Very few Canadian musicians have had as fascinatingly diverse a career as Ken Tizzard. In over two decades as a professional musician, he has gone from plying his trade as the charismatic bassist in top Canadian rock bands The Watchmen and Thornley (he is featured on six gold and platinum records received numerous Juno nominations and MuchMusic Awards, and licensed songs to such TV shows as CSI and Fashion Television) to then emerging as an eloquent roots-based singer/songwriter and guitarist with a prolific solo career.
Wearing his rock 'n roll hat, Ken has toured internationally, appeared on The Tonight Show with Jay Leno, and played such major venues as The Air Canada Centre. When he puts on his cowboy hat, Tizzard can be spotted performing his original material, solo or with a band, for a loyal and growing audience in pubs, clubs and concert halls across Canada.
His new album, No Dark No Light, is Tizzard's fifth solo studio record since his 2006 debut, Quiet Storey House...an Introduction. A work of real emotional and musical resonance, No Dark No Light is emerging as his strongest work to date. It continues Ken's pattern of never repeating himself stylistically, as its acoustic country meets folk ambience is in sharp contrast to his previous album, 2012's The Goodness of Bad Intent.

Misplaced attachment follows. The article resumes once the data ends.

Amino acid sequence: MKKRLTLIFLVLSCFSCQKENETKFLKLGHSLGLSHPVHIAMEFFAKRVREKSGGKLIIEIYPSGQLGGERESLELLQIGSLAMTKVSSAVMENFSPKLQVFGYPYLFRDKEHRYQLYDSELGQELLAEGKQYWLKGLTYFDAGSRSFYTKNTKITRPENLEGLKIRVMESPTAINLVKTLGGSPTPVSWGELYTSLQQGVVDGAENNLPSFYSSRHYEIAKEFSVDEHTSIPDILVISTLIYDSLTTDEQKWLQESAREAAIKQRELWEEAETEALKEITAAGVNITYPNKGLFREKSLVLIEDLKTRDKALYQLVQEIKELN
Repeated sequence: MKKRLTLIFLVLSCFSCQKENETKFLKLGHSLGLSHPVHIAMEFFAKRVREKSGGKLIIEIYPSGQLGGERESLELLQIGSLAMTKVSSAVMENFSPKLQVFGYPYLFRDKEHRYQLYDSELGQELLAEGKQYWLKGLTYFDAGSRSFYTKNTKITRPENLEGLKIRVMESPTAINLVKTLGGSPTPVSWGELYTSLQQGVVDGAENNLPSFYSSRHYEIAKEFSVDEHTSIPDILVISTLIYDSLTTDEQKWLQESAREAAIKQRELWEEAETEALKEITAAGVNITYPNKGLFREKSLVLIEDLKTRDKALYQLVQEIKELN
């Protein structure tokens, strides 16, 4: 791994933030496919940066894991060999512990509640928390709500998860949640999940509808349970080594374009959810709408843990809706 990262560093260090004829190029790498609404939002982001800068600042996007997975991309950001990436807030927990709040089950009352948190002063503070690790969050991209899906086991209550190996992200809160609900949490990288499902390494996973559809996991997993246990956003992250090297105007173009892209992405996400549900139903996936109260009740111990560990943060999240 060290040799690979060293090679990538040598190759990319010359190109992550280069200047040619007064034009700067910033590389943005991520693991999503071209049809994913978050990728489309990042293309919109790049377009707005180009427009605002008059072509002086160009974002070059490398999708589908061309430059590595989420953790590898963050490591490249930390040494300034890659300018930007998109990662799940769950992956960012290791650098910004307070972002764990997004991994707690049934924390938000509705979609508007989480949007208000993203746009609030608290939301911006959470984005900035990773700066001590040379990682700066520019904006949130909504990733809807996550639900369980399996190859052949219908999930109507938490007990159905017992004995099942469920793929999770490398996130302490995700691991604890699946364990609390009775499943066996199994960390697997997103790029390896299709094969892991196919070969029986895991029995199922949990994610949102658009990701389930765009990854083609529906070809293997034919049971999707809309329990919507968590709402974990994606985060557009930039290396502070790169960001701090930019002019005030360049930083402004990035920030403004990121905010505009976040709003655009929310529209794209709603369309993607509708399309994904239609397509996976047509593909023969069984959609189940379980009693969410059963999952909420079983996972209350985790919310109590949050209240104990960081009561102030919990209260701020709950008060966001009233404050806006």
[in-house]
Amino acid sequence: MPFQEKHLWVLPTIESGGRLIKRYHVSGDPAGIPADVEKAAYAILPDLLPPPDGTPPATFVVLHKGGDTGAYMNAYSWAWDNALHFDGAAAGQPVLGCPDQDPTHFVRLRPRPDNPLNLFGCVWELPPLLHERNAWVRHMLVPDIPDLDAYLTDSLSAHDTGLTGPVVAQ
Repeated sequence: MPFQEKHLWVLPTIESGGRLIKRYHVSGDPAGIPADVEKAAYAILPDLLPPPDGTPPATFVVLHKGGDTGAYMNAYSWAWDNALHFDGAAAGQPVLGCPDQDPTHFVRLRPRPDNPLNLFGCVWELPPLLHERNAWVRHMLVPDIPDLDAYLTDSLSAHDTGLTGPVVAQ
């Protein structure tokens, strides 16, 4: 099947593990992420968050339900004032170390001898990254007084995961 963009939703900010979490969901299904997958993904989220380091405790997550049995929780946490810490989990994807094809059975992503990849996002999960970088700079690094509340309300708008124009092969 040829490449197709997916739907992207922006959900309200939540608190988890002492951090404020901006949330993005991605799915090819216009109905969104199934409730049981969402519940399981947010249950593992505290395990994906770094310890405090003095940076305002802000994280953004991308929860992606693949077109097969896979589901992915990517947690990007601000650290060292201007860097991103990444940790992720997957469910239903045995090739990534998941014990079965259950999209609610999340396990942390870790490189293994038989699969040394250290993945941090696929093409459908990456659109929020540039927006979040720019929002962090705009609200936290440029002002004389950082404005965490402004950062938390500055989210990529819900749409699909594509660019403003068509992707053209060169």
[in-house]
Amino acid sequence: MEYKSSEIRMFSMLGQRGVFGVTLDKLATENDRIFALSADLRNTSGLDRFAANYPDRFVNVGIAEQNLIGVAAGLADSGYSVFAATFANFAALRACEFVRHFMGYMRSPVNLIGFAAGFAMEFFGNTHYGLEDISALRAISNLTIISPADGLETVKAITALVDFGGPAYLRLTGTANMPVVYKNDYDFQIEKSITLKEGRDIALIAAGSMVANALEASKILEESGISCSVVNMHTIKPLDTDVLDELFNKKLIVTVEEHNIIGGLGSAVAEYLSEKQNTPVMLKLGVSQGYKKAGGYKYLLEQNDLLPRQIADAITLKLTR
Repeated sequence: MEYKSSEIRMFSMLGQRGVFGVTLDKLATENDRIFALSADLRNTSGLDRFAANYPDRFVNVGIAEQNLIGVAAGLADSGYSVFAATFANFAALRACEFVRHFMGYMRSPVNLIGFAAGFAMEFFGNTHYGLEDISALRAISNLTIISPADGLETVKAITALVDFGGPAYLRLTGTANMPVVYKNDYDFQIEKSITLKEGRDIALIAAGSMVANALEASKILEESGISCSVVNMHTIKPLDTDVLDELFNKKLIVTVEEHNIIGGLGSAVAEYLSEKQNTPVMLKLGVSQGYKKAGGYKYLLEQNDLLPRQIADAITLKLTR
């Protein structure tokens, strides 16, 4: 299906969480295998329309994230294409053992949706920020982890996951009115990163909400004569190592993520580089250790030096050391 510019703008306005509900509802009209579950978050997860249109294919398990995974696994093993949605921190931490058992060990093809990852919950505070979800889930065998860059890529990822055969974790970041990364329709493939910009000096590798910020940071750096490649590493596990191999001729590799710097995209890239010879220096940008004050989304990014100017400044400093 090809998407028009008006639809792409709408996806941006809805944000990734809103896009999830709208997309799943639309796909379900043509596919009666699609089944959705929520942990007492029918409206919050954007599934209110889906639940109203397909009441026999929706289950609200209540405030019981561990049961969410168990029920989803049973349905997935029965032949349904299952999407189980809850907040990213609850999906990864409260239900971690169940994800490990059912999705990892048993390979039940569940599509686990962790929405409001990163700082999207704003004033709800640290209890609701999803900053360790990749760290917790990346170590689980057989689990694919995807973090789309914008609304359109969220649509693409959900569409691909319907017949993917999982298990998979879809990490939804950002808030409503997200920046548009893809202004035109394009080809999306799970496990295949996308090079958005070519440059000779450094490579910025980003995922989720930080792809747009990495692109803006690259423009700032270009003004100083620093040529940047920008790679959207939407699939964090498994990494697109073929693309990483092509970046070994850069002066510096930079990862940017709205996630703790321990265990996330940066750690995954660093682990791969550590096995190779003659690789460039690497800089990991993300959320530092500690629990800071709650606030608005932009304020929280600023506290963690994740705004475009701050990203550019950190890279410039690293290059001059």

"In the past, I've battled a lot with trying to find a character or niche with my music," Tizzard explains. "Now I realize that maybe I'm a guy who doesn't do the same thing twice. Every record I've done has moved me in a different direction and onto a different career path. That's fine and it's fun!” He views No Dark No Light as "the most cohesive record I've made. It almost feels like a concept record to me, and in the early stages I had songs sequenced in order that told a complete story." That approach was modified, but a thematic coherence remains.
There is a soul-baring lyrical honesty to the material on No Dark No Light. The majority of the songs are focused upon his own emotions and experiences or those of close friends, but, in true folk music tradition, he also creates characters and stories. He takes those songs just as seriously, striving to imbue them with real authenticity. "I see those songs as research pieces," says Ken. "Rather like a method actor working on a role, I really immerse myself in those themes, searching to find the real story."
Tizzard has now moved out of the dark and into the light, and his luminous music is ready to shine.